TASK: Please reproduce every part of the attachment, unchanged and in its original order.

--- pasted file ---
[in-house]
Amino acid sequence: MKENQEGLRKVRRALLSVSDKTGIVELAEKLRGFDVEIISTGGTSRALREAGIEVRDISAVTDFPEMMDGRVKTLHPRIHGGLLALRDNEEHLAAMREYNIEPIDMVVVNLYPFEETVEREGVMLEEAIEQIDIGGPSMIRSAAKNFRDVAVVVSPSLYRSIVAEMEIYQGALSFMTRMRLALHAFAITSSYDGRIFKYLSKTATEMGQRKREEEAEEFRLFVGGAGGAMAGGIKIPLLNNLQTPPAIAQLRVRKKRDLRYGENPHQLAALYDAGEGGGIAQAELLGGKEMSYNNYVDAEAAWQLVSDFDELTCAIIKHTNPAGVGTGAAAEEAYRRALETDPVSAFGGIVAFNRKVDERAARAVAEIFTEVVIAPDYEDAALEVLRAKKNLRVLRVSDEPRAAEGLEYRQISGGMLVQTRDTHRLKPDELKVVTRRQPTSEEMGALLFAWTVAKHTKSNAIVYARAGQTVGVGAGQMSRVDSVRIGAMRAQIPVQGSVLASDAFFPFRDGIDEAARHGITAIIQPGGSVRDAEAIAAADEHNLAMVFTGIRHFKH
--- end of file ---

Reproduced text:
[in-house]
Amino acid sequence: MKENQEGLRKVRRALLSVSDKTGIVELAEKLRGFDVEIISTGGTSRALREAGIEVRDISAVTDFPEMMDGRVKTLHPRIHGGLLALRDNEEHLAAMREYNIEPIDMVVVNLYPFEETVEREGVMLEEAIEQIDIGGPSMIRSAAKNFRDVAVVVSPSLYRSIVAEMEIYQGALSFMTRMRLALHAFAITSSYDGRIFKYLSKTATEMGQRKREEEAEEFRLFVGGAGGAMAGGIKIPLLNNLQTPPAIAQLRVRKKRDLRYGENPHQLAALYDAGEGGGIAQAELLGGKEMSYNNYVDAEAAWQLVSDFDELTCAIIKHTNPAGVGTGAAAEEAYRRALETDPVSAFGGIVAFNRKVDERAARAVAEIFTEVVIAPDYEDAALEVLRAKKNLRVLRVSDEPRAAEGLEYRQISGGMLVQTRDTHRLKPDELKVVTRRQPTSEEMGALLFAWTVAKHTKSNAIVYARAGQTVGVGAGQMSRVDSVRIGAMRAQIPVQGSVLASDAFFPFRDGIDEAARHGITAIIQPGGSVRDAEAIAAADEHNLAMVFTGIRHFKH